Magnolia Network’s ‘Homegrown’

BY Anni Bacchus

Season four of Magnolia Network's hit series Homegrown premiered on April 6th, 2024!

The unscripted backyard makeover show has been filming right here in Atlanta since 2020. However, calling it a backyard makeover show fails to do it justice.

Homegrown is much more than that and watching even ten minutes of any episode makes the viewer realize that it’s the feel-good, drama-free, slower-moving television content that refreshes the viewer in today’s frantic world.

Hosted by Atlanta farmer Jamila Norman, the show teaches viewers all about becoming a successful backyard farmer, regardless of their level of experience. All that’s needed is the willingness to put in the time to learn and listen. And of course, the right amount of sunshine, ample irrigation, and their infamous mushroom compost.


Atlanta farmer Jamila Norman

At the heart of it, Homegrown is a show about connection - to your food source, your family, and your community.

Atlanta based production company Eclipse Creative began developing the concept for a backyard farming TV show, and when they received the greenlight in 2020, it couldn't have come at a better time.

With COVID causing a shift towards investing time in hobbies, slowing down, and getting back in touch with what matters most, people all over the country turned to their own yards, no matter the size, and decided to create a place of happiness, where they could grow their own food, spend time with family, and maybe even add a few sweet animals to keep them company.

“Themes like “Balance,” “Gather,” and “Nurture” were woven throughout the episodes.”


Shooting the pilot episode during a pandemic came with its own challenges, especially from a production standpoint. But it was the perfect time, since people were in such a unique mindset about how to approach their food sources, and sometimes lack thereof.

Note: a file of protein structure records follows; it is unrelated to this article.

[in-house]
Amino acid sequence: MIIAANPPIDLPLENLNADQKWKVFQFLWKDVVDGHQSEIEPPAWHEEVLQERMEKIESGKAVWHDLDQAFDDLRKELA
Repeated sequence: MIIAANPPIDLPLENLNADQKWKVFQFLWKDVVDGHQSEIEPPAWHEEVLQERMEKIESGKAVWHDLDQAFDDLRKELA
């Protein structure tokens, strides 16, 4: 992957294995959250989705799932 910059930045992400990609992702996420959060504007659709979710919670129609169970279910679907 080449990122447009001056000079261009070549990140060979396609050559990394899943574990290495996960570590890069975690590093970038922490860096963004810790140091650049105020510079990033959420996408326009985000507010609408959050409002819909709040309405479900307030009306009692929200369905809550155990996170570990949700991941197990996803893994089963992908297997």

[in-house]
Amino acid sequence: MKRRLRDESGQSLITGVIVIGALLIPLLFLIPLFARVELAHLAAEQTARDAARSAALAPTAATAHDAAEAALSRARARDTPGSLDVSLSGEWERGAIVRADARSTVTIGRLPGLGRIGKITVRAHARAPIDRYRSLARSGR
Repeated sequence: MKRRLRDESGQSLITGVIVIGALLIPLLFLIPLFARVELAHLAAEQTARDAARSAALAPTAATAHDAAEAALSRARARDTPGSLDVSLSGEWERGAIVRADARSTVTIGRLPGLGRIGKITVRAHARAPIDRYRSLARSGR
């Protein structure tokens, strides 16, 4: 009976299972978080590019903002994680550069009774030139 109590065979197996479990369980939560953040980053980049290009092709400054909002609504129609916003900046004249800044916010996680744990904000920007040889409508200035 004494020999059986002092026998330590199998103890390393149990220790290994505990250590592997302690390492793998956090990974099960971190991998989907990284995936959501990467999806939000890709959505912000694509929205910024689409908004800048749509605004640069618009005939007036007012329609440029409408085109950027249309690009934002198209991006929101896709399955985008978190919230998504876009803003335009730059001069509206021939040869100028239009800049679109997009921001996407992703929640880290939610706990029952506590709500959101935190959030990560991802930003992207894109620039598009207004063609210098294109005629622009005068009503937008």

It’s the kind of television people craved during a time of uncertainty. And Magnolia Network, with its intentional and meaningful programming, was the perfect fit for the ethos of the concept.

So was Jamila Norman, local farmer and owner of Patchwork City Farms on the West End of Atlanta. Jamila has a background in environmental engineering, but decided to leave her corporate job and start a small farm on the West End 15 years ago.

Jamila, who genuinely believes in the benefits of this lifestyle, primarily wanted to be able to provide for her three children, but soon realized that there was a larger need for the vegetables and fruit she cultivated.

What started small is now a 1.2 acre farm that helps nourish an entire community and is still expanding. Add a great camera presence to her passion for sustainable agriculture and desire to help others become independent growers, and she became the perfect host for Homegrown. It was a no-brainer for Executive Producer Jennifer Mador and Showrunner Nicole Chiulli, and after just one meeting a beautiful partnership between the creative team and the charismatic host was born.  

In many ways, the first episode, filmed with a family in the Virginia Highlands neighborhood, laid the framework for the 25 episodes that have followed. Atlanta Cinematographer David Parker executed the look Eclipse was going for from the very beginning - cinematic, gorgeous, vibrant, and backlit.

While shooting the pilot the creative team realized just how many questions the average person has about farming, and how much knowledge Jamila can share with the families and the viewers.

This became obvious during a pivotal planting scene with homeowner Weng, who learned that, when planted, one clove of garlic grows into a whole head of garlic. She was absolutely astounded, and it became such a lightbulb moment for everyone on the team. The Executive Producers decided that each episode should include as many takeaways about gardening as possible.


The first theme, “Patience,” was naturally born out of Weng’s desire to teach her children patience through gardening, knowing that nature cannot be rushed and works on its own timeline. So Mador and Chiulli saw the opportunity to elevate a how-to-gardening show into something more meaningful by highlighting life takeaways received from this process.

Other themes, like “Balance,” “Gather,” and “Nurture” were woven throughout the following episodes and helped create a bigger picture to gardening, centered around values in life that are universal.

Because farming and gardening can teach so many life lessons to people of all ages and backgrounds, incorporating that theme from beginning to end allows for more intentional and conscious production decisions by the Eclipse team. This is evident through the field trip locations they take each family on, the teaching moments that they include, and the greenery that Jamila is planting.

Viewers can choose which theme to seek out when they watch on the streaming platforms Max and Discovery+ by browsing the episode titles.